Around the world, thousands of elephants are cruelly trained and abused for the entertainment of tourists.

Between 2014 and 2016, we investigated 220 elephant tourist attractions across Asia.

We uncovered horrifying evidence, exposing the way thousands of elephants are treated to entertain tourists:  

  • Big industry: there are more than 3,000 captive elephants in tourism in Asia. Our Taken for a ride report studied 2,923 of them.
  • Entertainment over welfare: 96% of venues offering rides keep their elephants in cruel and unacceptable living conditions.
  • Hub for cruelty: There’s been a 30% increase in the number of captive elephants in Thailand over the past five years.

Many tourists ride elephants or visit elephant attractions because they love these beautiful animals. The awful truth behind the treatment of elephants used for rides is hidden from sight.

All wild or captive-bred elephants are isolated, chained and abused until their spirits are broken in a barbaric training method called the "crush". And the cruelty doesn’t stop there. Elephants are controlled with fear and pain so that they'll perform and take people on their backs.

You can help convince travel companies and tour operators to stop promoting attractions that profit from elephant cruelty by taking our elephant friendly pledge today.

Together we can end the demand for elephant attractions. And when the demand ends, so will the cruelty.

Woman posing on an elephant while having her photo taken

With your support we are showing the industry there is a different way.

By raising awareness about the hidden cruelty behind elephant rides and shows, we are helping people make informed choices and putting pressure on the travel industry to change for the better.

A life entertaining tourists is no life for a wild animal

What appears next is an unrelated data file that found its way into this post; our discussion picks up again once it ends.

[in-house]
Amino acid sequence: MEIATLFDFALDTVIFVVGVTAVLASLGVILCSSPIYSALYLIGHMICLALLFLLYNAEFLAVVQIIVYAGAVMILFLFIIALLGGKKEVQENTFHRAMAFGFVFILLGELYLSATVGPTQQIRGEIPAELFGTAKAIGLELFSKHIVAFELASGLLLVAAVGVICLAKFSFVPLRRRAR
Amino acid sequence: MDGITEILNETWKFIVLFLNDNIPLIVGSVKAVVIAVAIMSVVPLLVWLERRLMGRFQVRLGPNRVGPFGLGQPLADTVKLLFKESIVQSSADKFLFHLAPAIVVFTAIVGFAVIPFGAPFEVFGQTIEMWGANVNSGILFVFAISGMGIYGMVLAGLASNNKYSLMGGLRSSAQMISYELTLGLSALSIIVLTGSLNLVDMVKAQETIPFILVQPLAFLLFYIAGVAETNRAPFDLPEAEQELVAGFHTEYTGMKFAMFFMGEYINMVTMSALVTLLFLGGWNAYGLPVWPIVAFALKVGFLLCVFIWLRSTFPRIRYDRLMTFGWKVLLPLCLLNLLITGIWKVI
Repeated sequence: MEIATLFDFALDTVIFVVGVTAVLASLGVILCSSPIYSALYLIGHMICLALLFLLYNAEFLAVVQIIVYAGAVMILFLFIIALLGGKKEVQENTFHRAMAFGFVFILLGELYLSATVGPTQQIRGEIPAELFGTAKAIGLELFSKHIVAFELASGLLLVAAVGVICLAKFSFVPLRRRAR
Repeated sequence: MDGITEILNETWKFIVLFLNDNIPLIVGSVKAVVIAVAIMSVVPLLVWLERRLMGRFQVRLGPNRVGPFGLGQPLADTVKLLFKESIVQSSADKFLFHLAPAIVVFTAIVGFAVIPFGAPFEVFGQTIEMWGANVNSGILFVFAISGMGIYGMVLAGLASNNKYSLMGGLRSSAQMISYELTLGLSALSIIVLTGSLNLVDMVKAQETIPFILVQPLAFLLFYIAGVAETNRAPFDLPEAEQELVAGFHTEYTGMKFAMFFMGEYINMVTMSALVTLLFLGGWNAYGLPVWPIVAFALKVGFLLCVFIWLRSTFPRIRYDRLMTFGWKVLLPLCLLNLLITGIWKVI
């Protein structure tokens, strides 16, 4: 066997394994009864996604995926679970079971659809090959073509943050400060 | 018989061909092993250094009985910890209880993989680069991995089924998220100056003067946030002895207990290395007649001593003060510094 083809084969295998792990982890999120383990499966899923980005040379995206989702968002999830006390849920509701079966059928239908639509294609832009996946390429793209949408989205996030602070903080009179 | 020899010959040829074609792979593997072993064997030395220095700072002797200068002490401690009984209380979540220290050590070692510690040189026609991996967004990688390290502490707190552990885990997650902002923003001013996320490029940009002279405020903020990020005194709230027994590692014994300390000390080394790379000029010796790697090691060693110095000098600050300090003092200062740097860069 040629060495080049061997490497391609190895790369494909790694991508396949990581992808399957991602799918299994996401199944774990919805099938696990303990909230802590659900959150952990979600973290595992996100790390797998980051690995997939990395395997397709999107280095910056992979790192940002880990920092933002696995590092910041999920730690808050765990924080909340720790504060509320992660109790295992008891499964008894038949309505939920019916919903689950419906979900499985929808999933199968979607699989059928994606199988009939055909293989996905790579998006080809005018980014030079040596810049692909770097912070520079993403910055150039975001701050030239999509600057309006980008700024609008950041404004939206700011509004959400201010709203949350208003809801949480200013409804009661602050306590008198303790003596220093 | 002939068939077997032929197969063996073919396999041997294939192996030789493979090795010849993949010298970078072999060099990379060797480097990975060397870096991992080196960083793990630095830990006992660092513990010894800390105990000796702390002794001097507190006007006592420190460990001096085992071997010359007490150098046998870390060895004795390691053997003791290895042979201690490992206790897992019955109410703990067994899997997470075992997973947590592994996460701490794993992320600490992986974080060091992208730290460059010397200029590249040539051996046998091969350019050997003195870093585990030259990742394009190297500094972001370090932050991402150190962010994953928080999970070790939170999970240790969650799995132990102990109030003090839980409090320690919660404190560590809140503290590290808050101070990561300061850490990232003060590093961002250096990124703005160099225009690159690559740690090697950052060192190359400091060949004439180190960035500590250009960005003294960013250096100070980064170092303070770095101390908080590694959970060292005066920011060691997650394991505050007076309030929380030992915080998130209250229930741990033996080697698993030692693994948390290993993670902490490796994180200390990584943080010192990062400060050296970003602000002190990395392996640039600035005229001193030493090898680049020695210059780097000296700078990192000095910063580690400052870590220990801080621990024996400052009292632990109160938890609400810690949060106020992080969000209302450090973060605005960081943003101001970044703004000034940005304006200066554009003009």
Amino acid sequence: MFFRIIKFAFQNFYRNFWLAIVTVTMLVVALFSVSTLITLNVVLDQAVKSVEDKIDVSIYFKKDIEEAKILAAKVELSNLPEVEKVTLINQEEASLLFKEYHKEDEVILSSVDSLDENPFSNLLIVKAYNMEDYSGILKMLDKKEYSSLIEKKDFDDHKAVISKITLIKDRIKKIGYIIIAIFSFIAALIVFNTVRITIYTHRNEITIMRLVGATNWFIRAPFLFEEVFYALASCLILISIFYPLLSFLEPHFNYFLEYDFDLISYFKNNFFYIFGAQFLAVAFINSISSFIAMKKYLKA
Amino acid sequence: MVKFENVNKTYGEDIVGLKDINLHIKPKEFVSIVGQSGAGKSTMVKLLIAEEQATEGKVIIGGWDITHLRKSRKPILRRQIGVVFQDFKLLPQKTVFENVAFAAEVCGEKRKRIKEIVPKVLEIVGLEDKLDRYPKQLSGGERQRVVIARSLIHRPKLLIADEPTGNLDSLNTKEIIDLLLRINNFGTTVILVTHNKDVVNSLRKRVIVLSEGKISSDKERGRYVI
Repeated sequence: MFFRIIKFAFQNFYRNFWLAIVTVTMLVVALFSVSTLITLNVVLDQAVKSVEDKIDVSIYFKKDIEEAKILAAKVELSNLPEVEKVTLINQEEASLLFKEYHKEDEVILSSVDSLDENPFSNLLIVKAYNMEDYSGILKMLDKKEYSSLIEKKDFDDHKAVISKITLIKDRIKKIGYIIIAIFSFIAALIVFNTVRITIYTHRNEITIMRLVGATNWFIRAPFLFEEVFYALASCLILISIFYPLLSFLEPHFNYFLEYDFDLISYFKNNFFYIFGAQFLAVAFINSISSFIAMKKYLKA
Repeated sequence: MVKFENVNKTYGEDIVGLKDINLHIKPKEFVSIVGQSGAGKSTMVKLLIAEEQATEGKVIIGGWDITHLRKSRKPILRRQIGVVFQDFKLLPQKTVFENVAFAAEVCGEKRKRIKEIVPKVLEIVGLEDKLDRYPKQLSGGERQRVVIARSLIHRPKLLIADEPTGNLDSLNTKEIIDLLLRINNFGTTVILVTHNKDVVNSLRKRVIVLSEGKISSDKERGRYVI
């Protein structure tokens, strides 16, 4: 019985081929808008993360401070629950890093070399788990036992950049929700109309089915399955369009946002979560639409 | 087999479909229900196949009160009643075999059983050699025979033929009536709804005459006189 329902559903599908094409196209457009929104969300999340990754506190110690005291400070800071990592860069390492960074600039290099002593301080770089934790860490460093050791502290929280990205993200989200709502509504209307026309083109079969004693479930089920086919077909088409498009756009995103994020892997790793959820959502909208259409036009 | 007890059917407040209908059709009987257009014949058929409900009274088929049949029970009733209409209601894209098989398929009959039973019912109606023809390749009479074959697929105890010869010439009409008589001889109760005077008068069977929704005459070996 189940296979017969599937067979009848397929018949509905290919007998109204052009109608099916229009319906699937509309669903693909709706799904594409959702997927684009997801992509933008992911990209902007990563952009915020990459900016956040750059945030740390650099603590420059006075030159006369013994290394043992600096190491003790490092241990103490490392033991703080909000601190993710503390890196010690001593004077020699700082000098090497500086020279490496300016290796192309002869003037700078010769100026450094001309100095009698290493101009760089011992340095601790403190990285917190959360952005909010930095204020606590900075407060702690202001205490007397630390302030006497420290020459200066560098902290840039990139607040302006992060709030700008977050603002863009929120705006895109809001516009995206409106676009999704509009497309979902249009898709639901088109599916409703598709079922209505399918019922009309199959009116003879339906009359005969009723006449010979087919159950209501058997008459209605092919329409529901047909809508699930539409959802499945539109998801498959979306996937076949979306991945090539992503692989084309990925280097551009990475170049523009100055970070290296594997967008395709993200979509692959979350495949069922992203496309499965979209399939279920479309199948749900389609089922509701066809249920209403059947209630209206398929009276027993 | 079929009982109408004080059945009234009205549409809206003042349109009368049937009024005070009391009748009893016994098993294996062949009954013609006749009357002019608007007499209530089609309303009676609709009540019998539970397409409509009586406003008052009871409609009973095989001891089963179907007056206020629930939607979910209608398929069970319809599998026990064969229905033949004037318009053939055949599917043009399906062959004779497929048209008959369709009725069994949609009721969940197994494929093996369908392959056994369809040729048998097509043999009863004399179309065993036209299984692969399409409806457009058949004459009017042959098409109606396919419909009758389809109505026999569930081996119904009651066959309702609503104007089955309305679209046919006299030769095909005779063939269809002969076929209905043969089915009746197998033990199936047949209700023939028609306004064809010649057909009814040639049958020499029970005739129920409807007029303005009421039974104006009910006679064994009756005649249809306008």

Across the world animals are being taken from the wild and bred in captivity to be used in the tourist entertainment industry. They will suffer at every stage of this inherently cruel business.

The demand for wildlife holiday experiences is driving the cruel animal entertainment industry. We have the power to reduce that demand and change the industry now. 

Pledge to stand with World Animal Protection in asking the travel industry to end the exploitation of wildlife and promise to not visit attractions that use wild animals for entertainment.

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The good news is that globally the elephant friendly movement is growing with more than 200 global travel companies committing to stop selling tickets to elephant rides and shows.

And public opinion is changing. Of the travellers we surveyed, around 60% said they would avoid a tour operator whose activities cause suffering for wild animals.

As demand shifts away from elephant rides and shows, a growing number of elephant venues are moving to high welfare conditions. Our investigators found 13 venues across Asia providing the best possible care for elephants – without offering rides or shows.

Together with some of the world’s most influential travel companies, we are also working to transition some venues in Asia to becoming elephant-friendly attractions. This will show that high welfare venues can be commercially viable for elephant camp owners, encouraging them to value and care for their animals.

A high welfare venue allows observational activities only with no direct interaction between humans and elephants. These venues also allow elephants to socialise in natural herds.

Together we can move more companies to stop selling cruel elephant rides and shows to tourists. Because wild animals belong in the wild, not captive for our entertainment. 

Three female elephants at BLES sanctuary in Thailand